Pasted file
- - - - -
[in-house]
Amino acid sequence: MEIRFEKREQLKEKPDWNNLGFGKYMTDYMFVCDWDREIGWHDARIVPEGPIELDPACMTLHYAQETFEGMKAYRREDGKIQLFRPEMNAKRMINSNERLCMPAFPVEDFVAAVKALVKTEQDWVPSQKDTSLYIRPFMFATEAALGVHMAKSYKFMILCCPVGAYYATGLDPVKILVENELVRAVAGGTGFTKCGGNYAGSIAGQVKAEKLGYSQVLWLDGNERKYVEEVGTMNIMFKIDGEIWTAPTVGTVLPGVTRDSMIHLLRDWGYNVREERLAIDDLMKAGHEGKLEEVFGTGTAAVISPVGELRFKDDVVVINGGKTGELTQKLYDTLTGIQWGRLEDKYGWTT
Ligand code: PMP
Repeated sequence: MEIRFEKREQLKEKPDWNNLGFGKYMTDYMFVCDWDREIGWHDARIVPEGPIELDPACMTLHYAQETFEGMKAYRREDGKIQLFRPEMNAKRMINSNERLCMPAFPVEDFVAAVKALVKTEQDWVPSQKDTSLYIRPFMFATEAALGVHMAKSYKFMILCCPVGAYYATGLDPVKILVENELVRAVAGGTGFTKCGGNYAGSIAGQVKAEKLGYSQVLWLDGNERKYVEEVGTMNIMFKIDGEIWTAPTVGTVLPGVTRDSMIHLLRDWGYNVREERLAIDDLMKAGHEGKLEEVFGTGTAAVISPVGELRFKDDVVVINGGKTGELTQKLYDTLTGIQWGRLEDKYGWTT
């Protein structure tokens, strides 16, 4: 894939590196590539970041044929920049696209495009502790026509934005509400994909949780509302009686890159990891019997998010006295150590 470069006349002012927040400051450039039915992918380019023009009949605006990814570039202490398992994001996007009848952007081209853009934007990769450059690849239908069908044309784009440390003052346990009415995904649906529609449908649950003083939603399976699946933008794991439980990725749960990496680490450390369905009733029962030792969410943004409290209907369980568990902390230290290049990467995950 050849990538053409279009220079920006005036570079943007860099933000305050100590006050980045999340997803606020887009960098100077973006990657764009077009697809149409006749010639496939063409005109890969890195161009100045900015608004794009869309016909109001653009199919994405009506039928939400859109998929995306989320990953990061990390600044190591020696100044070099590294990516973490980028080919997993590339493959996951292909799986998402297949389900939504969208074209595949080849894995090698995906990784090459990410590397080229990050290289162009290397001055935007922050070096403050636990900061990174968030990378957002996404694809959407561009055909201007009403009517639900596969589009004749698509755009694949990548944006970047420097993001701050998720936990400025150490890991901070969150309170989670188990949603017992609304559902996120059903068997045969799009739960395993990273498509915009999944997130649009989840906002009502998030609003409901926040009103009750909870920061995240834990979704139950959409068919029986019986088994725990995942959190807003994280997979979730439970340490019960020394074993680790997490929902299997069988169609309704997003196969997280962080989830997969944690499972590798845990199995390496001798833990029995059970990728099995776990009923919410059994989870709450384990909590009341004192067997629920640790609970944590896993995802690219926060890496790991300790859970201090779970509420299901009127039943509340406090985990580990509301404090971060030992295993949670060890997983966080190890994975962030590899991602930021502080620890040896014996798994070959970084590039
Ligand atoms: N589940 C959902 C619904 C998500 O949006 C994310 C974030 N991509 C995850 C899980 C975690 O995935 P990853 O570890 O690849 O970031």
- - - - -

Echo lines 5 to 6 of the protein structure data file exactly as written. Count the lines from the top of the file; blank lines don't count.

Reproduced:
């Protein structure tokens, strides 16, 4: 894939590196590539970041044929920049696209495009502790026509934005509400994909949780509302009686890159990891019997998010006295150590 470069006349002012927040400051450039039915992918380019023009009949605006990814570039202490398992994001996007009848952007081209853009934007990769450059690849239908069908044309784009440390003052346990009415995904649906529609449908649950003083939603399976699946933008794991439980990725749960990496680490450390369905009733029962030792969410943004409290209907369980568990902390230290290049990467995950 050849990538053409279009220079920006005036570079943007860099933000305050100590006050980045999340997803606020887009960098100077973006990657764009077009697809149409006749010639496939063409005109890969890195161009100045900015608004794009869309016909109001653009199919994405009506039928939400859109998929995306989320990953990061990390600044190591020696100044070099590294990516973490980028080919997993590339493959996951292909799986998402297949389900939504969208074209595949080849894995090698995906990784090459990410590397080229990050290289162009290397001055935007922050070096403050636990900061990174968030990378957002996404694809959407561009055909201007009403009517639900596969589009004749698509755009694949990548944006970047420097993001701050998720936990400025150490890991901070969150309170989670188990949603017992609304559902996120059903068997045969799009739960395993990273498509915009999944997130649009989840906002009502998030609003409901926040009103009750909870920061995240834990979704139950959409068919029986019986088994725990995942959190807003994280997979979730439970340490019960020394074993680790997490929902299997069988169609309704997003196969997280962080989830997969944690499972590798845990199995390496001798833990029995059970990728099995776990009923919410059994989870709450384990909590009341004192067997629920640790609970944590896993995802690219926060890496790991300790859970201090779970509420299901009127039943509340406090985990580990509301404090971060030992295993949670060890997983966080190890994975962030590899991602930021502080620890040896014996798994070959970084590039
Ligand atoms: N589940 C959902 C619904 C998500 O949006 C994310 C974030 N991509 C995850 C899980 C975690 O995935 P990853 O570890 O690849 O970031």